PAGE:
I’m having so much fun going through my old Word of the Week entries and redoing some of the oldest ones. I don’t know about you, but I don’t remember all these tidbits I’ve looked up in the past! LOL. This one comes to you from 2011. Appropriate, again, since I’m editing the book I mention below, Dreams of Savannah, to release in the Winter 2020/21 season from Bethany House!

I can’t tell you how much time I spent
chasing rabbits down trails (literarily speaking) for a one-line
mention in my books. Like, did they have bells over the doors in 18th
century New York? Hard to discover.
This last week, one of my random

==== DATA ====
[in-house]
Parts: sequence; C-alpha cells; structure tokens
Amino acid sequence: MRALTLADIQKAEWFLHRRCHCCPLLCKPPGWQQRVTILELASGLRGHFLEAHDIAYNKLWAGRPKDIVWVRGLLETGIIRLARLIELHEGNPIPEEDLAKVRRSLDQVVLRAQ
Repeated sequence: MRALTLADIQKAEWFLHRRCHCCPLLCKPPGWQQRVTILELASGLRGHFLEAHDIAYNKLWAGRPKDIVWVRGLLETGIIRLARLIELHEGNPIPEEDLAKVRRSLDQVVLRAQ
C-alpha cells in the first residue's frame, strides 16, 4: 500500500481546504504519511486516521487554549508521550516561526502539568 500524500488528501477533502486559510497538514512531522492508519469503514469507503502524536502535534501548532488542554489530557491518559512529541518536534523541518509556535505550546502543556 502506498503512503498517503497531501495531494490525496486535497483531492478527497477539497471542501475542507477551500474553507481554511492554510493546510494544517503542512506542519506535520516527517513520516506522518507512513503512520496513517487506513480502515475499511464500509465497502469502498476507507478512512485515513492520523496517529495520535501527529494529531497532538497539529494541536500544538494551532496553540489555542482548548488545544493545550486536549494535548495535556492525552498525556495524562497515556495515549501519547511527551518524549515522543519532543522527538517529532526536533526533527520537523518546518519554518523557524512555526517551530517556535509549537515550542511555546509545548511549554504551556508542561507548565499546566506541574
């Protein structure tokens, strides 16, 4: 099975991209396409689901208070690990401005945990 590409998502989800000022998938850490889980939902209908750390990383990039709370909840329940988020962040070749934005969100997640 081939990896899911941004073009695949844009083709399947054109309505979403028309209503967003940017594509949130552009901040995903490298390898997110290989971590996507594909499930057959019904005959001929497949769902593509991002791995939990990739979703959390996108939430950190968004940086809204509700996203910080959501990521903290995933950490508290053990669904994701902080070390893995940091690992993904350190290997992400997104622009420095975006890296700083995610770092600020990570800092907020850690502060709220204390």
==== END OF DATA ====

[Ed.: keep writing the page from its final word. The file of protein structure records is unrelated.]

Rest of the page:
questions was, thankfully, easily answered. I wanted a character to
mention a cameo necklace, which I was pretty darn sure were around and
popular by the 1860s, but I’ve been wrong before. So I looked it up.
I was pleased to see that cameo,
by which I mean a carved stone with two layers of color, has been
around since the 16th century. Cameos maintained a steady popularity for
centuries–Elizabeth I had a sizable collection, as did Catherine the
Great. And since Queen Victoria favored them, they even stuck around
during the fast-changing fashion of the 19th century.
In 1851 the word was attributed
to “a short literary sketch or portrait.” Very much related to the
pendant, which commonly depict a bust or figure (though not always). And
so this sense was also transferred to the stage/film in 1928, when it
came to mean “a brief role that stands out from other minor parts in a
I have a cameo necklace I
inherited from my great-grandmother, and I love it. =) There’s something
so very romantic about those treasures from times past . . .

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